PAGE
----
Art and storytelling are useful and wonderful things, but they are within the purview of individuals, not labor organizations.

The closest any of the talent guilds have come to getting into aesthetics is over editorial and "colorization" issues of existing properties. And they've been pretty much ineffectual. It's individuals (like Spielberg, for instance) who have been able to protect features' artistic integrity became of their individual clout.

Steve Hulett said...

Make that ... "BECAUSE of their indvidual clout.)

Jean Hersholt said...

When I saw the headline of this post I thought it would be about Jeffrey K. closing the rest home in Woodland Hills.

What a disappointment.

;P

Jeremy said...

But anyway, convenient to pretend the two big hits didn't exist. It helps your "argument"I didn't pretend anything. Madagascar spawned a franchise for DreamWorks, and Shrek the Third was a monsters as always. What I meant to say is that DreamWorks had its share of worrying and stumbling. A lot of time, outside their 3 franchise (with Kung Fu Panda only recently). This year with only MvA and if it can't crawl pass $200M with its budget and marketing, JK will have to explain some.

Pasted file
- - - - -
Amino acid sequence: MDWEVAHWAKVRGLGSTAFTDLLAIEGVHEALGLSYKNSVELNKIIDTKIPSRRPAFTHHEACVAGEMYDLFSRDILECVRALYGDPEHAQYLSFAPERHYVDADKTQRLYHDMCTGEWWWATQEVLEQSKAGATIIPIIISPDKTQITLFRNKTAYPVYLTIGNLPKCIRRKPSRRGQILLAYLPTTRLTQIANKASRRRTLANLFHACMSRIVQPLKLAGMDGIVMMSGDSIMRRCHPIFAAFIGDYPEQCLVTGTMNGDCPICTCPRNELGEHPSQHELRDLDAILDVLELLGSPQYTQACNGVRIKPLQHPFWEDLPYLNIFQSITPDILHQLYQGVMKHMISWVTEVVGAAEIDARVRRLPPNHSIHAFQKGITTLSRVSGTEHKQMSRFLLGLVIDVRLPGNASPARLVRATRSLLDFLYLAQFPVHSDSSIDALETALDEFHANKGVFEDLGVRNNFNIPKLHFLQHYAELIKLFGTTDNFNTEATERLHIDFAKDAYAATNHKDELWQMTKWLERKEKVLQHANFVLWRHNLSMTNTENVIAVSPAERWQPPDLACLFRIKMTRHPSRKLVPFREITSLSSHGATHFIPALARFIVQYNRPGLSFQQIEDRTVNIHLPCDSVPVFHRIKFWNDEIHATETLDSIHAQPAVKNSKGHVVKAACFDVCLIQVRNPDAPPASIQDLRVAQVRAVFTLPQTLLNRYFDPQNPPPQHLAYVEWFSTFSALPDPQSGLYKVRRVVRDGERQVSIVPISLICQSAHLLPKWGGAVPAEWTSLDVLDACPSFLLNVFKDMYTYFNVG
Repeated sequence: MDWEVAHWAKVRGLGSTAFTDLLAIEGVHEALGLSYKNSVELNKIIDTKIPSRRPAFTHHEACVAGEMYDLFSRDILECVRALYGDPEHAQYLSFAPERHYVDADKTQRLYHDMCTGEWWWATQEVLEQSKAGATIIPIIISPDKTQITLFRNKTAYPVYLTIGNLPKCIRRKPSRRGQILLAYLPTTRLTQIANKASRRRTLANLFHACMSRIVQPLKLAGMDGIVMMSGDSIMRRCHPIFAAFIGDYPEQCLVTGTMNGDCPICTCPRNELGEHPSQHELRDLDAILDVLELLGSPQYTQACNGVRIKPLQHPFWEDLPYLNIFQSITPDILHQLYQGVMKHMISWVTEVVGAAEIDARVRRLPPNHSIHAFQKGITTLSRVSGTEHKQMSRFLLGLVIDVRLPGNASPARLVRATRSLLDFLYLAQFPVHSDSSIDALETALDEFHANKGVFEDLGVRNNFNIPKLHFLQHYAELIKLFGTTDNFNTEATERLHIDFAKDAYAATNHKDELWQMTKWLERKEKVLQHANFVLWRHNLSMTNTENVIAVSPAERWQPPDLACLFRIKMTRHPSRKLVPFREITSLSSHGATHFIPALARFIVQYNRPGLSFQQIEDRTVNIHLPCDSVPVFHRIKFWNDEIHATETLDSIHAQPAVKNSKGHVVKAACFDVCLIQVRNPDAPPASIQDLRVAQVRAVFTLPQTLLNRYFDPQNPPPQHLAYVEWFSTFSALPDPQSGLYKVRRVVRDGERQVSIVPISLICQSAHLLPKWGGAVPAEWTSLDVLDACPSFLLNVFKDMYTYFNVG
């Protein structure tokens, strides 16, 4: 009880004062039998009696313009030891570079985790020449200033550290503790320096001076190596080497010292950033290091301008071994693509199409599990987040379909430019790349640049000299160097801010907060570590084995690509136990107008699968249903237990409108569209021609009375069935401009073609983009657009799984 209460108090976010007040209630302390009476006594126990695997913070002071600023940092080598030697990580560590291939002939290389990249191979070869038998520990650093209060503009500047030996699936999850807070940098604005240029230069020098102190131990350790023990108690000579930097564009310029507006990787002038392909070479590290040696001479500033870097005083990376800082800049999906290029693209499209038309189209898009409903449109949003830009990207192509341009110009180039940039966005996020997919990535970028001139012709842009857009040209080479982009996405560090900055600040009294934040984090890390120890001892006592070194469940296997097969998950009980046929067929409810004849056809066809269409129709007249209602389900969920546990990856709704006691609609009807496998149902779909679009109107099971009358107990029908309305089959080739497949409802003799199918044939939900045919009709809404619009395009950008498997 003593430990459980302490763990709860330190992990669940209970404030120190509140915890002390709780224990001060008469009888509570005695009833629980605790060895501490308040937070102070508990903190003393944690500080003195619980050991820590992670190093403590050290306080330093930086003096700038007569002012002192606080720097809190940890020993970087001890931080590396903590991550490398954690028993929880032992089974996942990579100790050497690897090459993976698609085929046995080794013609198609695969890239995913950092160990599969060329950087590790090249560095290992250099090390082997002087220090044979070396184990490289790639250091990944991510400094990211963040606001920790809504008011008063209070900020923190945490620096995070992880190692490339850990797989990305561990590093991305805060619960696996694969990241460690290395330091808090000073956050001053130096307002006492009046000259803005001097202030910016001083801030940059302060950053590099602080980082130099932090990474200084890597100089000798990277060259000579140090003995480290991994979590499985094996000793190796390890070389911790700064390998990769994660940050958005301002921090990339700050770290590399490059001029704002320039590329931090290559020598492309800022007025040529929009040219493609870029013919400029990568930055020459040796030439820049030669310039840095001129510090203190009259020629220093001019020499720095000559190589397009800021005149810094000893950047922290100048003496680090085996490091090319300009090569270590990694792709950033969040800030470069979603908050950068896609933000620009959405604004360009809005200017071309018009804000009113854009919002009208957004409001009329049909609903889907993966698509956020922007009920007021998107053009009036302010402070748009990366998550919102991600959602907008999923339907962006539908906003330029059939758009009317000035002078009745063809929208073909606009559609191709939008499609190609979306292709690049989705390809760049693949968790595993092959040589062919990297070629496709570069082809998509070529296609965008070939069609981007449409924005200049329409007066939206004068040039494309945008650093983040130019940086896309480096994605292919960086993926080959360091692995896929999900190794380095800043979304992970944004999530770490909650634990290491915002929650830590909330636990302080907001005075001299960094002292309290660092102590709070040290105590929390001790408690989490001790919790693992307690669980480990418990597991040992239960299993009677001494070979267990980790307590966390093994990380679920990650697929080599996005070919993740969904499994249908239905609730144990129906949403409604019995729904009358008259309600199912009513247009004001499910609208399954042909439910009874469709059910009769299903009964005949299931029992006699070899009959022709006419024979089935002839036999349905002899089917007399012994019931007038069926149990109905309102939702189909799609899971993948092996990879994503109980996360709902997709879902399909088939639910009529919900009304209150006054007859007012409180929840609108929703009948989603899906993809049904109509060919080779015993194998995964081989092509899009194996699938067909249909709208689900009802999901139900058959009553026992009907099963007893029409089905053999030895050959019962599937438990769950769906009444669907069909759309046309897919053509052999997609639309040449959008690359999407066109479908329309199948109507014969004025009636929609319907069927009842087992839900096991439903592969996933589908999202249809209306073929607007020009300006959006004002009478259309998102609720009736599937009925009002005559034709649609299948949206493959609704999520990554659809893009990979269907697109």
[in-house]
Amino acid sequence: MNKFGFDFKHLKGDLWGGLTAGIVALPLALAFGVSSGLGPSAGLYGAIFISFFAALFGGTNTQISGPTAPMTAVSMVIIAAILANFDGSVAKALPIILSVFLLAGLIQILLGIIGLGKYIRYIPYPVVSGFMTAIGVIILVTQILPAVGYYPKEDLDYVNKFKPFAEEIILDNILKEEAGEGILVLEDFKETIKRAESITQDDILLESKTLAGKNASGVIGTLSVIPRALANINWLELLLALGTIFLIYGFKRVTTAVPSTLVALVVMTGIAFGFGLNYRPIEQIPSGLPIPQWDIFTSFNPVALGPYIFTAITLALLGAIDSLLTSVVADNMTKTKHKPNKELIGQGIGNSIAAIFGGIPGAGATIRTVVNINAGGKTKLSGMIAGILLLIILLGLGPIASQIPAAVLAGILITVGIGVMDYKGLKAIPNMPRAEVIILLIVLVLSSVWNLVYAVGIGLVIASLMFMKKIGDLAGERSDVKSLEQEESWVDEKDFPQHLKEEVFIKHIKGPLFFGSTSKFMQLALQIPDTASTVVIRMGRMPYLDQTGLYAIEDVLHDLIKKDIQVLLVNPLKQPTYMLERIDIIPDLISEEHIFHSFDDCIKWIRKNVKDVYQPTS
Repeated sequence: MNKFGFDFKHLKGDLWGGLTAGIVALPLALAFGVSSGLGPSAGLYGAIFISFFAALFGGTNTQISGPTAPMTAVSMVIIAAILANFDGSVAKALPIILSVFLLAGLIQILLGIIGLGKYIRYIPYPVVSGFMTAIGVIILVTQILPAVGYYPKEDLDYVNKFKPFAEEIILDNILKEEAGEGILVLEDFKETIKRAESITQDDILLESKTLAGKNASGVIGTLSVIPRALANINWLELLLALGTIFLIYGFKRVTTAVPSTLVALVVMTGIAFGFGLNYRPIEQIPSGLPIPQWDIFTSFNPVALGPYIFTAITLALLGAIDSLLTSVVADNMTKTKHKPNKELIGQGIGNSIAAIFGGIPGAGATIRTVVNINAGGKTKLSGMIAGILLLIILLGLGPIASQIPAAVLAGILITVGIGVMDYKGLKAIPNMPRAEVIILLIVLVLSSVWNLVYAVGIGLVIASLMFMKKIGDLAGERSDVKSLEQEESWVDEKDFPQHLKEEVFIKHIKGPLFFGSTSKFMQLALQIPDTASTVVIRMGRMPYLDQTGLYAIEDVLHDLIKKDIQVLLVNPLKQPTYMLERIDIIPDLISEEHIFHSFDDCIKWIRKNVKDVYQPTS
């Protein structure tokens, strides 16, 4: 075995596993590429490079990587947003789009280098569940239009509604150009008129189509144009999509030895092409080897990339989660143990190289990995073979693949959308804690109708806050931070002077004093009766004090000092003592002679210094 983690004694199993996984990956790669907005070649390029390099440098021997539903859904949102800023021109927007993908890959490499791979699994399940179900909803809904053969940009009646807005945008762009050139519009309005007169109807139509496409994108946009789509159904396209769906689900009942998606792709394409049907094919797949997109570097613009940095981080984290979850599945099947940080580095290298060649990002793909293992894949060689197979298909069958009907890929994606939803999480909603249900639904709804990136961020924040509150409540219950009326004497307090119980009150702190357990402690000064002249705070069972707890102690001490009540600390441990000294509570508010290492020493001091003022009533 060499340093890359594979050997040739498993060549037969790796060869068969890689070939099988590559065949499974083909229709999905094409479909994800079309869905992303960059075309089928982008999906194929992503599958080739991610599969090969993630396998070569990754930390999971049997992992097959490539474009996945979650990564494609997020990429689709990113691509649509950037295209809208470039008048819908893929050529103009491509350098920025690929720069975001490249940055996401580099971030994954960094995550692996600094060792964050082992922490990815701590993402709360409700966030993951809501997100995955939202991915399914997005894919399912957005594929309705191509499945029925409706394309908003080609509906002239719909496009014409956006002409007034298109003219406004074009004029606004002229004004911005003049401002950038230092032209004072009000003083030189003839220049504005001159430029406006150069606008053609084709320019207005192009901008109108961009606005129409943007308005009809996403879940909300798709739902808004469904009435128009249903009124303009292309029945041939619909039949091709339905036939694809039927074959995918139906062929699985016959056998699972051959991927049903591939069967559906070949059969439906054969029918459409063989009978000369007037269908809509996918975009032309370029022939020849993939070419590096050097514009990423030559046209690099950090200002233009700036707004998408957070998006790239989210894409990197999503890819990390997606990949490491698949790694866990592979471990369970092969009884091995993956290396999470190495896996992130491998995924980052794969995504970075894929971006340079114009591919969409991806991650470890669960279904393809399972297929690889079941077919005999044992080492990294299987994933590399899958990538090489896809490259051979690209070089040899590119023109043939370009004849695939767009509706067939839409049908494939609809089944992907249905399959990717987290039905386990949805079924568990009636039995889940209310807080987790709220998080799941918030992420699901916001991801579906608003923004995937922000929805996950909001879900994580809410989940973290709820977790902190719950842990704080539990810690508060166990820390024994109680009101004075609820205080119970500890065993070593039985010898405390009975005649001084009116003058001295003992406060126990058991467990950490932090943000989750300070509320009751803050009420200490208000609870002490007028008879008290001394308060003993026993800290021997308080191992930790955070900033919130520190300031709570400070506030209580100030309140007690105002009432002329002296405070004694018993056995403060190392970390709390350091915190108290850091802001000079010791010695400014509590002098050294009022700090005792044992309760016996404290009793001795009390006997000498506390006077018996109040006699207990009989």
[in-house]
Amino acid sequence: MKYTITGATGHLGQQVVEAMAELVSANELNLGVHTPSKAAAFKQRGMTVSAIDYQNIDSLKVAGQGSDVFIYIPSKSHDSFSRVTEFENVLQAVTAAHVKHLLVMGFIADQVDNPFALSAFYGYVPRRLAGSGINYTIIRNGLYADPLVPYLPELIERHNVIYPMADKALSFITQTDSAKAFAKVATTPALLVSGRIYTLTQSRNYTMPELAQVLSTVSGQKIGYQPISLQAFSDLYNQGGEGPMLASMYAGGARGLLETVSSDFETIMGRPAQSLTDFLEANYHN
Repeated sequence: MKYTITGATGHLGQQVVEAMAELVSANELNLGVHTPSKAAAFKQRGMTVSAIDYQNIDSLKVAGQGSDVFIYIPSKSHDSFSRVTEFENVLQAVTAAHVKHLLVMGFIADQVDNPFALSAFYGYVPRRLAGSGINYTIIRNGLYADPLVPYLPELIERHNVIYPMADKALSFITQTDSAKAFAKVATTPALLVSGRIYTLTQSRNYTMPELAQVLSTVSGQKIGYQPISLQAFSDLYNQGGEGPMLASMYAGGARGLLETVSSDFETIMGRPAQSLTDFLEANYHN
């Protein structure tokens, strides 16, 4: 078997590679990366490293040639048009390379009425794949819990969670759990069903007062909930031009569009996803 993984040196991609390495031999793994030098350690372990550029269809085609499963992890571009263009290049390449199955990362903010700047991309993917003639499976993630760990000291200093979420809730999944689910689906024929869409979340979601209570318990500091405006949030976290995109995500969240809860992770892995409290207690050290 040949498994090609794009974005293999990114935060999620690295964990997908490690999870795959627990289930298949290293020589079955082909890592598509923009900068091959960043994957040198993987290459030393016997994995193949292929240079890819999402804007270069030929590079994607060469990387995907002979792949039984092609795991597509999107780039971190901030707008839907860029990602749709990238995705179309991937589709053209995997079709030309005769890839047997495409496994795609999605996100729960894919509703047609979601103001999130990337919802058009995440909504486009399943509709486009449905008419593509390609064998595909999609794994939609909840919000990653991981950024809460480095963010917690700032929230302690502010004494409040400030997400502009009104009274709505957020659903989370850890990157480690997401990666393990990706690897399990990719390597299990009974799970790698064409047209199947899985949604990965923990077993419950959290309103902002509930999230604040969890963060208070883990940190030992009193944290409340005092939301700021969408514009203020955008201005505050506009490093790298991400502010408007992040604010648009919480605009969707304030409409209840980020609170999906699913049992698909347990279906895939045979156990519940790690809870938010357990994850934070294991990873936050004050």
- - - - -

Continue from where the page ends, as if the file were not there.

I despise Cars 2 as much as the next guy, but it'll make money. Not just as the box office, as the first Cars has proven, you don't need to be humongous at the box office to sell ****load of merchandise.

All I want to say is to see it by box office numbers alone and depend on those figures to call one studio better (or make more money, to be exact) than the other is BS. Pixar is Disney. It won't die. DreamWorks has to make it on their own. They couldn't care less about this "versus" thing as long as they can make money to guarantee their existence. And for that JK has a lot on his mind. He has to care.

OldEuropean said...

Am I the only one that realizes that Pixar has its share of fart jokes in each of their movies? So? Please educate us.FINDING NEMO definitely has a fart joke, it's even in the trailer. RATATOUILLE has Linguini spitting out his horrible soup, I think that's the closest Pixar has come to a puke joke. Otherwise, not much body-humour comes to mind.

And for the dude who keeps insisting that Dreamworks films are mature: you're misunderstanding the term.